(Quebec) Families of seniors housed in a private CHSLD in Quebec are “outraged” by rent increases of 30 to 50%, which will make them pay up to $97,000 a year. The owner justifies these vertiginous increases by the new orientations of the Legault government. Quebec rejects his explanations and asks him to step back.

“We are outraged. It’s not reasonable,” exclaimed Carole Bédard. His 92-year-old mother has lived at the CHSLD Domaine Saint-Dominique for seven years. A year ago, the lease was renewed for $3,488 per month, which includes housing and care.

In September, Ms. Bédard is informed that the new rate will increase to $5,475 since her mother needs more care, she is told. “We swallowed the pill. My sisters and I took out money from our own bank accounts to help out,” says Carole’s brother, Jean Bédard.

However, at the end of January, they are told that the cost per month will now be $7,448 starting in April, or more than $89,000 per year. It’s the shock. “Our mother can’t take that hike for very long. He has money left over for the equivalent of maybe a year,” laments Ms. Bédard.

Their case is not unique. Two other families reported similar situations to La Presse. Françoise Chalifour’s mother will have to pay $97,440 per year, a monthly increase of $2,538 which will take effect in May. “How can a 93-year-old woman have [housing] above $90,000 a year? “, she laments in an interview.

Domaine Saint-Dominique has been under the supervision of the CIUSSS de la Capitale-Nationale since the fall due to “significant and worrying shortcomings relating to the quality of care and services to residents”, underlines the Ministry of Health and Social Services ( MSSS). Although the “efforts made since [have] made it possible to considerably improve the quality of the living environment”, the guardianship is maintained until September 2023.

These rent increases are part of the context where the government of François Legault has decided to convert private CHSLDs into approved establishments, pleads the president of the CHSLD. “This new status results in a significant increase in the care offerings that we are obligated to provide to all residents, current and future,” writes Mr. Gilbert.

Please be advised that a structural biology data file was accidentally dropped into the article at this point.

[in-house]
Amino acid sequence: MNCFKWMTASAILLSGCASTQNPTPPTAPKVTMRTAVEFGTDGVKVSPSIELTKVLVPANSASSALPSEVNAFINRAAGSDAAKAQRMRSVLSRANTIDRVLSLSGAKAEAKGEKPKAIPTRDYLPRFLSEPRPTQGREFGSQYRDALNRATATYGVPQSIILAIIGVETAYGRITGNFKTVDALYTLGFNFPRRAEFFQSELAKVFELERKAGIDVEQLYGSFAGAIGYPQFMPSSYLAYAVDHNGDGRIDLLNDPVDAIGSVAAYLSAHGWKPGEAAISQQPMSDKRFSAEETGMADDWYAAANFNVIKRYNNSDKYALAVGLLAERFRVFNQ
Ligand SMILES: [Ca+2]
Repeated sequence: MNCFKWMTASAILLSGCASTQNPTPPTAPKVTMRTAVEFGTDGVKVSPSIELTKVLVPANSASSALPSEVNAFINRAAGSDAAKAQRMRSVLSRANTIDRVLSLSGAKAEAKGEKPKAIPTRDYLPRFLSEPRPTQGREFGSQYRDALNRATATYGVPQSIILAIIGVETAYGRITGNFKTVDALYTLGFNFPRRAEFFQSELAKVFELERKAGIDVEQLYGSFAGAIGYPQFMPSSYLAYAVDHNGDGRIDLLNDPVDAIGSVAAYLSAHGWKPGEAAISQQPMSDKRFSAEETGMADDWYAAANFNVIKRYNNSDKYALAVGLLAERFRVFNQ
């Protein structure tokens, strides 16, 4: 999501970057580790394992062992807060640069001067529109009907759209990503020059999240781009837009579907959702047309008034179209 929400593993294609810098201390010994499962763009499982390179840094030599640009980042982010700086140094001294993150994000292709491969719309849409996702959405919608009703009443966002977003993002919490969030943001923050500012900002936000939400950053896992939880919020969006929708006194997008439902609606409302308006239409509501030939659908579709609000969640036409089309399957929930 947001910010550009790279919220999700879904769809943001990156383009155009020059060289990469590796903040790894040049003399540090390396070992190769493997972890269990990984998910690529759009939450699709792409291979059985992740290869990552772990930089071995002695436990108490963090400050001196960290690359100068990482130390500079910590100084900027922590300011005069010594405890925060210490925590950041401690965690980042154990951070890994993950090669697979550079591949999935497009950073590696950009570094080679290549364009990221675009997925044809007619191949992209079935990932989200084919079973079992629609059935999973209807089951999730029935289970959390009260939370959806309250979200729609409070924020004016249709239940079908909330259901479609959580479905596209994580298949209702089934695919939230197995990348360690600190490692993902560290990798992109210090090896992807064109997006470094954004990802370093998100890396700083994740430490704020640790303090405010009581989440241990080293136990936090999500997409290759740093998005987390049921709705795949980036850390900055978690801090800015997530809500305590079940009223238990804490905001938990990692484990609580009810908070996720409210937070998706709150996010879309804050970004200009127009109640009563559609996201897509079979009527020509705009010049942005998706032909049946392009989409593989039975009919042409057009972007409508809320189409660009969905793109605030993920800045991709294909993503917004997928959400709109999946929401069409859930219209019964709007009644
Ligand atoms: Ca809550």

The CHSLD has been facing an average monthly deficit of about $245,000 since October, Gilbert said. “We redistribute part of the costs of this operation to the residents,” he admits.

Explanations that “jumped” the Minister for Health and Seniors, Sonia Bélanger. “There is no question that the agreement process will be assumed by the elders,” she said in an interview with La Presse. “The owners came up with that argument, but it’s not in the ministerial or political discourse at all,” she said.

To be approved, and therefore subsidized by the State, the establishment must “achieve a certain level of standards” in terms of quality of services, underlines the minister. Quebec can offer support, but there are no amounts allocated to allow them to reach these new standards.

For Ms. Bélanger, the rises at Domaine Saint-Dominique are “staggering” and “completely unrealistic”. She asked the CIUSSS de la Capitale-Nationale to find a way through with the owner. “He’s going to change the bill, he’s going to do it,” the minister said. On Thursday, Mr. Gilbert said he still intends to go ahead with the increases.

Carole Bédard had also written to Ms. Bélanger at the end of March to denounce the situation. She got a response from the minister the day before the article was published.

The minister assures that she intervened as soon as she was informed of the situation, about two weeks ago.

Ms. Bélanger also asked the MSSS to send “clear instructions” to owners of private CHSLDs to avoid a situation like that of Domaine Saint-Dominique.

But the concern among the families persists. “During this time, we have seniors who have to deal with increases that are asked of them and which are really abusive,” lamented the spokesperson for the establishment’s users’ committee, Françoise Trudel. Her father received a 43% rent increase.

Ms. Chalifour filed a complaint with the Service Quality and Complaints Commission of the CIUSSS de la Capitale-Nationale on April 10. She is still unanswered.

For their part, Carole Bédard’s family must consider finding a new residence for her mother. “She loves the residence where she lives and often tells us that she is very lucky to be able to end her life there. She is going to be very sad to leave [the CHSLD] ”, laments Ms. Bédard.

Quebec is giving itself five years to contract the quarantine of private CHSLDs with the aim of “harmonizing the care offer” between the public and the private sector. The pandemic has revealed disparities between the two categories of establishments. According to Minister Eric Girard’s latest budget, the Legault government would have “significant progress” in the contracting of 16 CHSLDs.